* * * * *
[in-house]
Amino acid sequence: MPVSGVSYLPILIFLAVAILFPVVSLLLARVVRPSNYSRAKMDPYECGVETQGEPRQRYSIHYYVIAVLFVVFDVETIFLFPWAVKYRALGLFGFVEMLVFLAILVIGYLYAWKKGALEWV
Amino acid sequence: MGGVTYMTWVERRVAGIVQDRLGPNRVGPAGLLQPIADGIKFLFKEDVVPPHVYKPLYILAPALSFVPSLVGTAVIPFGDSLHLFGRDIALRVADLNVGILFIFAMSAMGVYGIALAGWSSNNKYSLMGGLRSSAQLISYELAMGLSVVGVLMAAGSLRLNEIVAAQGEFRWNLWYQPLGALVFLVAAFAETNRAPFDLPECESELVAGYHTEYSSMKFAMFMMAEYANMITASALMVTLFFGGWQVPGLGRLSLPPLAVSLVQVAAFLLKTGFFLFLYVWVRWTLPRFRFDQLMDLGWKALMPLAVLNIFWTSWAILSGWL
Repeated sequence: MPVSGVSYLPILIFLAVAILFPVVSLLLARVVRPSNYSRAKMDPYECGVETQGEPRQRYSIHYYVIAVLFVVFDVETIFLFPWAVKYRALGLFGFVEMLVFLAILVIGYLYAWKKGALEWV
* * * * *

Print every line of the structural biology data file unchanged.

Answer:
[in-house]
Amino acid sequence: MPVSGVSYLPILIFLAVAILFPVVSLLLARVVRPSNYSRAKMDPYECGVETQGEPRQRYSIHYYVIAVLFVVFDVETIFLFPWAVKYRALGLFGFVEMLVFLAILVIGYLYAWKKGALEWV
Amino acid sequence: MGGVTYMTWVERRVAGIVQDRLGPNRVGPAGLLQPIADGIKFLFKEDVVPPHVYKPLYILAPALSFVPSLVGTAVIPFGDSLHLFGRDIALRVADLNVGILFIFAMSAMGVYGIALAGWSSNNKYSLMGGLRSSAQLISYELAMGLSVVGVLMAAGSLRLNEIVAAQGEFRWNLWYQPLGALVFLVAAFAETNRAPFDLPECESELVAGYHTEYSSMKFAMFMMAEYANMITASALMVTLFFGGWQVPGLGRLSLPPLAVSLVQVAAFLLKTGFFLFLYVWVRWTLPRFRFDQLMDLGWKALMPLAVLNIFWTSWAILSGWL
Repeated sequence: MPVSGVSYLPILIFLAVAILFPVVSLLLARVVRPSNYSRAKMDPYECGVETQGEPRQRYSIHYYVIAVLFVVFDVETIFLFPWAVKYRALGLFGFVEMLVFLAILVIGYLYAWKKGALEWV